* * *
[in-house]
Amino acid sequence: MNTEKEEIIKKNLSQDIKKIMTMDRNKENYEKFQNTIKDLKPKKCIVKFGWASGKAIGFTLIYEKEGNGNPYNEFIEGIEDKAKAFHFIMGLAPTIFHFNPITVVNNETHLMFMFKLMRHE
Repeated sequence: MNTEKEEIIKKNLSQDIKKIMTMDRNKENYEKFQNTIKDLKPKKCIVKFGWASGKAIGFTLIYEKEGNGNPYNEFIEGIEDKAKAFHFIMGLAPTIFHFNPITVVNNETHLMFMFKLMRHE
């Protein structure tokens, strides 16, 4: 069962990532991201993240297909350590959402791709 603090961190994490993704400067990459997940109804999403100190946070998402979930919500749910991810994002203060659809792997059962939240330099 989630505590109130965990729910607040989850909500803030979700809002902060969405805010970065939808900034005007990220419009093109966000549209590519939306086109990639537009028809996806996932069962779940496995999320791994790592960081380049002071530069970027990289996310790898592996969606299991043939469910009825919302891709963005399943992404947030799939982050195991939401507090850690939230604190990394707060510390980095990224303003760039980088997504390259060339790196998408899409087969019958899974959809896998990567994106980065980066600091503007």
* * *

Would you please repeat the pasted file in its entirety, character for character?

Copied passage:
[in-house]
Amino acid sequence: MNTEKEEIIKKNLSQDIKKIMTMDRNKENYEKFQNTIKDLKPKKCIVKFGWASGKAIGFTLIYEKEGNGNPYNEFIEGIEDKAKAFHFIMGLAPTIFHFNPITVVNNETHLMFMFKLMRHE
Repeated sequence: MNTEKEEIIKKNLSQDIKKIMTMDRNKENYEKFQNTIKDLKPKKCIVKFGWASGKAIGFTLIYEKEGNGNPYNEFIEGIEDKAKAFHFIMGLAPTIFHFNPITVVNNETHLMFMFKLMRHE
């Protein structure tokens, strides 16, 4: 069962990532991201993240297909350590959402791709 603090961190994490993704400067990459997940109804999403100190946070998402979930919500749910991810994002203060659809792997059962939240330099 989630505590109130965990729910607040989850909500803030979700809002902060969405805010970065939808900034005007990220419009093109966000549209590519939306086109990639537009028809996806996932069962779940496995999320791994790592960081380049002071530069970027990289996310790898592996969606299991043939469910009825919302891709963005399943992404947030799939982050195991939401507090850690939230604190990394707060510390980095990224303003760039980088997504390259060339790196998408899409087969019958899974959809896998990567994106980065980066600091503007």